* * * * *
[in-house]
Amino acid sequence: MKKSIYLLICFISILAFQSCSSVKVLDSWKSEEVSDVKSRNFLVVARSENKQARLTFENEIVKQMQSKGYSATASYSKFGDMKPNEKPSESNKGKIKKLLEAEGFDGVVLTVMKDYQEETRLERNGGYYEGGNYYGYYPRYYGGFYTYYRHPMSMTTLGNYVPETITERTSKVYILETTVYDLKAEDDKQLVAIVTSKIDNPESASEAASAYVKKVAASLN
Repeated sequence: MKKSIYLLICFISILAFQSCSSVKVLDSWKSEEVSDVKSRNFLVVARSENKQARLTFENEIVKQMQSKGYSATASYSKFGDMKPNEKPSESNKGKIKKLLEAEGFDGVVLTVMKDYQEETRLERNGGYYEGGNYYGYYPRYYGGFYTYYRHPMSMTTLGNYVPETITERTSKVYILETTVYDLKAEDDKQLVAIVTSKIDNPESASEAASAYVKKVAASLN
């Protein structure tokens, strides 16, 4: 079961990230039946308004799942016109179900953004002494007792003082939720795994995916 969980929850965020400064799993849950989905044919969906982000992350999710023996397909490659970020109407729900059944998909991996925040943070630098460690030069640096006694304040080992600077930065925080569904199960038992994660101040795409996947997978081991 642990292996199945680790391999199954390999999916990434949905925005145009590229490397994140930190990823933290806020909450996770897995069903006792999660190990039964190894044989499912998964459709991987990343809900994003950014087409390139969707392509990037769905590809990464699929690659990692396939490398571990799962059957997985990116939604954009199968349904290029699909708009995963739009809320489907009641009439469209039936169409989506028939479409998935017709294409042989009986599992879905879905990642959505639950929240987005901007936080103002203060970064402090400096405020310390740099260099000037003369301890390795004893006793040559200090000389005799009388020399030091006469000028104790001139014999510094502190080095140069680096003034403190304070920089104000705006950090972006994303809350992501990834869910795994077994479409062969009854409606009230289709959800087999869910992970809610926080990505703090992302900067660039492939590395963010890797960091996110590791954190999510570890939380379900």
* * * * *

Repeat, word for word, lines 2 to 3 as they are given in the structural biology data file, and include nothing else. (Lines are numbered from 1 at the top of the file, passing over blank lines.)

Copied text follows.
Amino acid sequence: MKKSIYLLICFISILAFQSCSSVKVLDSWKSEEVSDVKSRNFLVVARSENKQARLTFENEIVKQMQSKGYSATASYSKFGDMKPNEKPSESNKGKIKKLLEAEGFDGVVLTVMKDYQEETRLERNGGYYEGGNYYGYYPRYYGGFYTYYRHPMSMTTLGNYVPETITERTSKVYILETTVYDLKAEDDKQLVAIVTSKIDNPESASEAASAYVKKVAASLN
Repeated sequence: MKKSIYLLICFISILAFQSCSSVKVLDSWKSEEVSDVKSRNFLVVARSENKQARLTFENEIVKQMQSKGYSATASYSKFGDMKPNEKPSESNKGKIKKLLEAEGFDGVVLTVMKDYQEETRLERNGGYYEGGNYYGYYPRYYGGFYTYYRHPMSMTTLGNYVPETITERTSKVYILETTVYDLKAEDDKQLVAIVTSKIDNPESASEAASAYVKKVAASLN